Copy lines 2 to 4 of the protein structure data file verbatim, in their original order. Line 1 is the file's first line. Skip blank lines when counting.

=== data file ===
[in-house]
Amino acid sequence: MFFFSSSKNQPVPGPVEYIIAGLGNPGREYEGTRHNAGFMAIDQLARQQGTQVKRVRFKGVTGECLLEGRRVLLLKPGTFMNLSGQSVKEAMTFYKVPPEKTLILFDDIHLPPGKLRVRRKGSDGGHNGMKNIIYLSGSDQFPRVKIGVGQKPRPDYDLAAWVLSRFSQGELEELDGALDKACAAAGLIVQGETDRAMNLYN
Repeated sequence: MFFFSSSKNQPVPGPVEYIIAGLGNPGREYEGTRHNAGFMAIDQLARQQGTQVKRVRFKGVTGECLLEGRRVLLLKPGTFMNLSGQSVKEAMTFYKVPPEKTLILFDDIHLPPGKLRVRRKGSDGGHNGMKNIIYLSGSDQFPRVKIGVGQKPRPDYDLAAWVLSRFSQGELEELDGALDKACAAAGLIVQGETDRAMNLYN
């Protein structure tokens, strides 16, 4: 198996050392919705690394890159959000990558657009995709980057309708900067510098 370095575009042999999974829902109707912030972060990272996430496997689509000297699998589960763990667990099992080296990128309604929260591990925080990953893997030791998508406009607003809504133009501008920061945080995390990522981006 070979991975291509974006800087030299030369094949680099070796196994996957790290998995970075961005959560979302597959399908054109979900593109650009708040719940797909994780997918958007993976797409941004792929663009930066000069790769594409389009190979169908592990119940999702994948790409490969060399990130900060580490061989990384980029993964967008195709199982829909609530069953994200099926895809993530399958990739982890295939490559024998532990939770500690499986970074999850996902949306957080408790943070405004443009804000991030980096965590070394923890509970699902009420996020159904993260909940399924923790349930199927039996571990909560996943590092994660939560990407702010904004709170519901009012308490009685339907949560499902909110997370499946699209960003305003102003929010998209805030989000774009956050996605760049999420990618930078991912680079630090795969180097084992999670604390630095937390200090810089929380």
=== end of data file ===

Amino acid sequence: MFFFSSSKNQPVPGPVEYIIAGLGNPGREYEGTRHNAGFMAIDQLARQQGTQVKRVRFKGVTGECLLEGRRVLLLKPGTFMNLSGQSVKEAMTFYKVPPEKTLILFDDIHLPPGKLRVRRKGSDGGHNGMKNIIYLSGSDQFPRVKIGVGQKPRPDYDLAAWVLSRFSQGELEELDGALDKACAAAGLIVQGETDRAMNLYN
Repeated sequence: MFFFSSSKNQPVPGPVEYIIAGLGNPGREYEGTRHNAGFMAIDQLARQQGTQVKRVRFKGVTGECLLEGRRVLLLKPGTFMNLSGQSVKEAMTFYKVPPEKTLILFDDIHLPPGKLRVRRKGSDGGHNGMKNIIYLSGSDQFPRVKIGVGQKPRPDYDLAAWVLSRFSQGELEELDGALDKACAAAGLIVQGETDRAMNLYN
């Protein structure tokens, strides 16, 4: 198996050392919705690394890159959000990558657009995709980057309708900067510098 370095575009042999999974829902109707912030972060990272996430496997689509000297699998589960763990667990099992080296990128309604929260591990925080990953893997030791998508406009607003809504133009501008920061945080995390990522981006 070979991975291509974006800087030299030369094949680099070796196994996957790290998995970075961005959560979302597959399908054109979900593109650009708040719940797909994780997918958007993976797409941004792929663009930066000069790769594409389009190979169908592990119940999702994948790409490969060399990130900060580490061989990384980029993964967008195709199982829909609530069953994200099926895809993530399958990739982890295939490559024998532990939770500690499986970074999850996902949306957080408790943070405004443009804000991030980096965590070394923890509970699902009420996020159904993260909940399924923790349930199927039996571990909560996943590092994660939560990407702010904004709170519901009012308490009685339907949560499902909110997370499946699209960003305003102003929010998209805030989000774009956050996605760049999420990618930078991912680079630090795969180097084992999670604390630095937390200090810089929380």